You should be aware that this is only a suggested method for generating version information. It is not mandatory and it can be tailored to me your needs. For example, if you know that you are not going to distribute different APKs based on Android SDK API level then you could drop those two digits from the version.

Automating unique versionCode generation

Before continuing and changing your versionCode naming convention you need to understand the following:

If you are distributing one APK containing all flavors of native libraries then you do not need to worry about implementing the following version scheme.

To automate the version process we need to customize the build process. The build.gradle script for your app is where you can configure the build to produce a separate APK for each ABI type and also set the versionCode to conform with the desired 8 digit format discussed earlier.

Here is an example of a complete build.gradle that will achieve this:

apply plugin: 'com.android.application'
 
 android {
    compileSdkVersion 22
    buildToolsVersion "22.0.1"
 
    defaultConfig {
        applicationId "com.hookedonplay.androidbycode.androiddatabaseencryption"
        minSdkVersion 15
        targetSdkVersion 22
        versionCode 101
        versionName "1.0"
    }
 
    splits {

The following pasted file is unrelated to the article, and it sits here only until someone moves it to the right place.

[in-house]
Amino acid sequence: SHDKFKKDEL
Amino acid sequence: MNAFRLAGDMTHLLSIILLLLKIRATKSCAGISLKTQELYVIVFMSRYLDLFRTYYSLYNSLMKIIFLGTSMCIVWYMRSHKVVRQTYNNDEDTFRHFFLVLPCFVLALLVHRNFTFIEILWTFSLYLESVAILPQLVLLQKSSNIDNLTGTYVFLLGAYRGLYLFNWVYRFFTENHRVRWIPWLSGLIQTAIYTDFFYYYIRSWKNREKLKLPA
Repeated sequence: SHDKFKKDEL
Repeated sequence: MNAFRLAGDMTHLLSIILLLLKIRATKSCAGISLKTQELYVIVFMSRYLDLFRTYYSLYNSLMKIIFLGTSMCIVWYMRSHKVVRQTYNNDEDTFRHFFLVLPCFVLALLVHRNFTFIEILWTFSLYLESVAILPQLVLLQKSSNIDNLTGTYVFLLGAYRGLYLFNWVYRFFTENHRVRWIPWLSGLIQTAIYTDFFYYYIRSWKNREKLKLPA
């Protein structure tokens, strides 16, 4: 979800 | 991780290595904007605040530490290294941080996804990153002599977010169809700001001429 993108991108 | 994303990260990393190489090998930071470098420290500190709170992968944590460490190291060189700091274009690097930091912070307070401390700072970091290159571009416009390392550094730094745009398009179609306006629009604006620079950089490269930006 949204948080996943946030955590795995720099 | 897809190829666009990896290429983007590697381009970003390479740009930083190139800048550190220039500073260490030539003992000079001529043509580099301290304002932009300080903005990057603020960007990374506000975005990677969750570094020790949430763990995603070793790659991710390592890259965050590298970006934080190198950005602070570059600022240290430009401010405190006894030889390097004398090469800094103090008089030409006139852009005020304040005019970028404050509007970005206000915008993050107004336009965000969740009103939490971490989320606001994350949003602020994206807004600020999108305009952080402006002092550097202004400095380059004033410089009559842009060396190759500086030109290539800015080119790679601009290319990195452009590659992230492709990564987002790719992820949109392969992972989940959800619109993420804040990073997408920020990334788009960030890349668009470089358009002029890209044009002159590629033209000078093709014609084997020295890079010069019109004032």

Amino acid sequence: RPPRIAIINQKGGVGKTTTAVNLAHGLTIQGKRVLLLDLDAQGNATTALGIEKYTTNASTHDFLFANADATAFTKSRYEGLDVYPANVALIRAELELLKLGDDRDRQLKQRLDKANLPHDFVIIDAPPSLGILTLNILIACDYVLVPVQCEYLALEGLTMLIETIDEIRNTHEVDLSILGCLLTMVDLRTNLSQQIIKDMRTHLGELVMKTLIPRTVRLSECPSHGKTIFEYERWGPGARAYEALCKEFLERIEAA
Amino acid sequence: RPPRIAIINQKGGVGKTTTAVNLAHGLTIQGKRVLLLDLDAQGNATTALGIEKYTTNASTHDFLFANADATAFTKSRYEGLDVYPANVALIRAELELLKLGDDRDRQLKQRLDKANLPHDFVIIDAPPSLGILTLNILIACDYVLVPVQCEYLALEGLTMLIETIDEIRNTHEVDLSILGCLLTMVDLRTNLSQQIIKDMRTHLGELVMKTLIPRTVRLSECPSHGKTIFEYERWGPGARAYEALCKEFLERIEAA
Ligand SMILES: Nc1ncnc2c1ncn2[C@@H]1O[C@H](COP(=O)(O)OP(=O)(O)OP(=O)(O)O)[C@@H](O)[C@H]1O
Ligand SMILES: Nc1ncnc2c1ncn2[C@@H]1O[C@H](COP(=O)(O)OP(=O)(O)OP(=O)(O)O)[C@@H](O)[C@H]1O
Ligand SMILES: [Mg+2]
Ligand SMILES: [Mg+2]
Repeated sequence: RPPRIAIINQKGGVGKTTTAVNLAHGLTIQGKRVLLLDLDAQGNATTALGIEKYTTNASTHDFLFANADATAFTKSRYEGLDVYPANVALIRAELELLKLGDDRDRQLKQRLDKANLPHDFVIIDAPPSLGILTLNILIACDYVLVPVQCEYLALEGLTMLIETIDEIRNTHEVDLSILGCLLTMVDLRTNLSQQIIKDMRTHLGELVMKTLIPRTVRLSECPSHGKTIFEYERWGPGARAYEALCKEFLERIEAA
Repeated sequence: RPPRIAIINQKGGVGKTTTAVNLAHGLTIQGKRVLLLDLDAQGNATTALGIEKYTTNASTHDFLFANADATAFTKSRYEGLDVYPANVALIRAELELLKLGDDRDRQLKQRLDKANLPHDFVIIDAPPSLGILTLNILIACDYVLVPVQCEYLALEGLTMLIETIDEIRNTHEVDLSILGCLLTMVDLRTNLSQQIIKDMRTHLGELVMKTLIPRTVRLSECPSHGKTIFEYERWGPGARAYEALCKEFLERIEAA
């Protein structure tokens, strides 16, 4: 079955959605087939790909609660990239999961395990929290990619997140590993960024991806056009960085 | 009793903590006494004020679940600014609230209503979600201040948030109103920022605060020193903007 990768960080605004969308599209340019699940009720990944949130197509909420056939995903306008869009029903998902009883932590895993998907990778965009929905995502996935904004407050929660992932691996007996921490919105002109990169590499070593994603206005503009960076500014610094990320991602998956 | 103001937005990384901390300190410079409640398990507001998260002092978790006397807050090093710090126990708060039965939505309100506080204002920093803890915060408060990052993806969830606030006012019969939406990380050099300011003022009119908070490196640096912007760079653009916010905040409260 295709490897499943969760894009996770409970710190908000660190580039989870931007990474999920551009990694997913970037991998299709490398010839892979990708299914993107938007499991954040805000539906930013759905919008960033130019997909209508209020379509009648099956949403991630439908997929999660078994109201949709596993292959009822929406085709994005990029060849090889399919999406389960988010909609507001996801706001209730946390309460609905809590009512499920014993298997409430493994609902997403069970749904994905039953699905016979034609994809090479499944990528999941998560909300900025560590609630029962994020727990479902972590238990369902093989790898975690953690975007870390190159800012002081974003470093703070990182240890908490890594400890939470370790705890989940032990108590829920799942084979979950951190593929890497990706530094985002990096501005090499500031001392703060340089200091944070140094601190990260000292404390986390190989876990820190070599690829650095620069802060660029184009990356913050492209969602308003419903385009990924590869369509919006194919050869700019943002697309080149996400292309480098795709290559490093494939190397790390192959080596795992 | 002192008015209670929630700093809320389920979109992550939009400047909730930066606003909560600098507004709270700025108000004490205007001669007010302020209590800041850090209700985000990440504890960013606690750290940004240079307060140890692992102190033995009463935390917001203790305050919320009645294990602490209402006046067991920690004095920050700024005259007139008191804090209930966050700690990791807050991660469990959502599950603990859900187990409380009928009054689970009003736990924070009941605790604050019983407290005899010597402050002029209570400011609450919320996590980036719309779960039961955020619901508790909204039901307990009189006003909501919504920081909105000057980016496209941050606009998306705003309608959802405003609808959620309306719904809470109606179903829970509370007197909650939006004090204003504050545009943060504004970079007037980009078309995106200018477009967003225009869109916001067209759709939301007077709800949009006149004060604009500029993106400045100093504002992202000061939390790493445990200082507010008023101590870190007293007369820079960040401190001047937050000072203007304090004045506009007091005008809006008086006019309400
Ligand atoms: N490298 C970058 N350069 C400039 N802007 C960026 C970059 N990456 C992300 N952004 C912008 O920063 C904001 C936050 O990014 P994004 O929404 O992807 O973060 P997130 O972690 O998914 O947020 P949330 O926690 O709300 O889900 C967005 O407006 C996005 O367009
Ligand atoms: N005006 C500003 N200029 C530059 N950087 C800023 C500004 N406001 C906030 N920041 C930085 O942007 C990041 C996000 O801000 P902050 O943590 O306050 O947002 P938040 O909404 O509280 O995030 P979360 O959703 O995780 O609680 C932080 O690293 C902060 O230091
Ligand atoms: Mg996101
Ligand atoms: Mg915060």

abi {
            enable true
            reset()
            include 'x86', 'armeabi', 'armeabi-v7a'
            universalApk true
        }
    }
     
    project.ext.versionCodes = ['armeabi': 1, 'armeabi-v7a': 2, 'arm64-v8a': 3, 'mips': 5, 'mips64': 6, 'x86': 8, 'x86_64': 9]
 
    android.applicationVariants.all { variant ->
        variant.outputs.each { output ->
            output.versionCodeOverride =
                project.ext.versionCodes.get(output.getFilter(
                    com.android.build.OutputFile.ABI), 0) * 10000000 + android.defaultConfig.versionCode
        }
    }
 
    buildTypes {
        release {
            minifyEnabled false
            proguardFiles getDefaultProguardFile('proguard-android.txt'), 'proguard-rules.pro'
        }
    }
 }
 
 dependencies {
    compile fileTree(dir: 'libs', include: ['*.jar'])
    compile 'com.android.support:appcompat-v7:22.2.0'
 }

Building separate APK files

The splits mechanism for the Android Gradle Plugin allows you to generate multiple files as shown by the example below. You can include only the ABI types you want to build and it is also possible to build an APK that includes all possible native libraries through the command universalApk true.

splits {
        abi {
            enable true
            reset()
            include 'x86', 'armeabi', 'armeabi-v7a'
            universalApk true
        }
}

Generate versionCode per APK

The section of the build script that sets the versionCode of each APK to a unique number is shown in the code snippet below. Note the project.ext.versionCodes which sets the first digit of the versionCode when multiplied by 10000000 we generate the 8 digit number we require. Finally the initial versionCode of the app, accessed with android.defaultConfig.versionCode, is added to complete the full numerical version for each APK.